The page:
Worried About Ritalin®

Our expert reassures a parent who hesitates to put her child on Ritalin® (methylphenidate).
I'm really worried about giving my son Ritalin®. Is there another solution? He has ADHD.
I certainly understand your concern about having your son take Ritalin?. There are a lot of children who are taking this medication who probably should not be (both legally and illegally). Also we live in a world in which parents and children hear constant warnings about the use of drugs. However, it's important to know that Ritalin? (methylphenidate) has been used successfully in the treatment of ADHD for several decades, and is helpful in alleviating the symptoms of about 85 percent of the children and adults who take the medication. When the medication is properly prescribed and monitored, the effect is quite often dramatic, helping to make learning accessible for many children.

A problem with the use of medication is that it is too often given too quickly without exploring other important ways to help a child with ADHD. First, parents and teachers have to make sure whether it is the inattention or the hyperactivity or a combination of these characteristics that is getting in your child's way. Then teachers have to make reasonable accommodations in the classroom (setting up the room to allow for "productive" movement; creating materials that captivate attention, etc.) At home, parents need to work as partners in the appropriate management of a child with ADHD. This may involve family therapy.

There are other treatments for ADHD, but none of the so-called alternative therapies are based on research which is solid enough or convincing enough to allow most traditional practitioners (physicians, psychiatrists, psychologists) to endorse these approaches. These include megadoses of vitamins and minerals, diet manipulations (including food additive-free, sugar-free, and yeast-free diets), and amino acid therapy. Biofeedback has gotten a lot of press lately, although there is no specific pattern brain activity in those with ADHD. Other treatments that may have some merit are:

  • Sensory integration (check with the occupational therapist at school);
  • Exercise (talk with the adaptive physical education specialist);
  • Self-monitoring (in which the child is taught how to "pay more attention to attention"); and
  • Psychoeducationally oriented therapy (in which the child is helped to understand the impact of the ADHD on learning, behavior, and social relationships).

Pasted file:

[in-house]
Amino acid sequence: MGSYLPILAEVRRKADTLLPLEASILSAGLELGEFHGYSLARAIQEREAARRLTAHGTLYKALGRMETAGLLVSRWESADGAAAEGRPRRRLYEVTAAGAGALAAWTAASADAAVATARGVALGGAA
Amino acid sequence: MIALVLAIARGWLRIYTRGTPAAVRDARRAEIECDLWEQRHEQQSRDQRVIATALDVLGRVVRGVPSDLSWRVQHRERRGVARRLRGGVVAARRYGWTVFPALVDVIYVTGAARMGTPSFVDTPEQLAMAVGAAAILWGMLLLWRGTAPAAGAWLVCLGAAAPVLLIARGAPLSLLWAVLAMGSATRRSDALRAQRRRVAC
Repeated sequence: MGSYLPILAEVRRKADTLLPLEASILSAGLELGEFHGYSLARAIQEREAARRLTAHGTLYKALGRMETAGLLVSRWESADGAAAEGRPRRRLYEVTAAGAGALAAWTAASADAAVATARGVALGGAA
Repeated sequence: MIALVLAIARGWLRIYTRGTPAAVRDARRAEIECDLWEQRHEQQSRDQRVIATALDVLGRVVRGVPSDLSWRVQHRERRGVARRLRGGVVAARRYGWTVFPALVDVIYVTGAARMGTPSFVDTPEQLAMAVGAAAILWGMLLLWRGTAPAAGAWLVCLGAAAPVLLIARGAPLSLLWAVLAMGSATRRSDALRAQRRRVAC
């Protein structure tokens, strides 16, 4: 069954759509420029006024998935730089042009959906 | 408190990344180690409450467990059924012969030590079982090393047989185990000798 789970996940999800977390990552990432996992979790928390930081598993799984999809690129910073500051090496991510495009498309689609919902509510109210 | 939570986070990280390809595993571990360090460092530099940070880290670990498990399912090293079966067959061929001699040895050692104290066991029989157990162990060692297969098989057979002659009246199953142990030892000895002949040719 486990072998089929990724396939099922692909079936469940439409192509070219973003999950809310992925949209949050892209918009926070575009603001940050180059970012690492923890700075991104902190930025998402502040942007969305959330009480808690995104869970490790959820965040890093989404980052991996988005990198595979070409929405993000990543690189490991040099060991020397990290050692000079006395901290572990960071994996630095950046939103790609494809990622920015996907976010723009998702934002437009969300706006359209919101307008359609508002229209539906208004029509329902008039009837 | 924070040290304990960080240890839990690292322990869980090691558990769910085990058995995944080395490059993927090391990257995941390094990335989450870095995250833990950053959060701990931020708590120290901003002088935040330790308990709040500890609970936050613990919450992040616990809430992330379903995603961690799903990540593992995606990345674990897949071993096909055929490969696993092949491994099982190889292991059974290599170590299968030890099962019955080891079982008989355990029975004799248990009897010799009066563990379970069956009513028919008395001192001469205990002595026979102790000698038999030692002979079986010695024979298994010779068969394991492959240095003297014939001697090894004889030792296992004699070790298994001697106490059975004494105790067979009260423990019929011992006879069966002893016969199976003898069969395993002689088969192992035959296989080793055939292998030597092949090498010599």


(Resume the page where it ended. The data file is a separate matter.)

Behavior modification is a well-established treatment used in schools and at home to reward appropriate behavior while ignoring (or at least not reinforcing) troublesome behaviors. This can be a very effective technique if a child's environment can be controlled. This is often difficult or impossible (who can stop the other kids on the playground from laughing at -- and reinforcing -- a silly behavior?) Also the use of behavior modification assumes that the behavior is learned and can be unlearned. A child with ADHD most often gets into trouble because he is impulsive and does things without thinking, not because he has learned to do them. He does learn that certain behaviors get responses that he likes, so he may do those again and again, but that's not really part of the ADHD per se. Also, many professionals feel that behavior modification is more effective for children with ADHD if it is used in conjunction with medication. That's because the medication allows the child to attend to the treatment!

Two books that will give you a lot more information about this important topic are: Attention-Deficit Hyperactivity Disorder: A Clinical Guide to Diagnosis & Treatment by Larry Silver, M.D. and Do We Really Need Ritalin?: A Family Guide to Attention Deficity Hyperactivity Disorder (ADHD) by Josephine Wright, M.D.

Jerome (Jerry) Schultz is the founding clinical director of the Learning Lab @ Lesley University, a program that provides assessment, tutoring, and case management services for children with learning challenges. Schultz holds a Ph.D. from Boston College, and has completed postdoctoral fellowships in both clinical psychology and pediatric neuropsychology.

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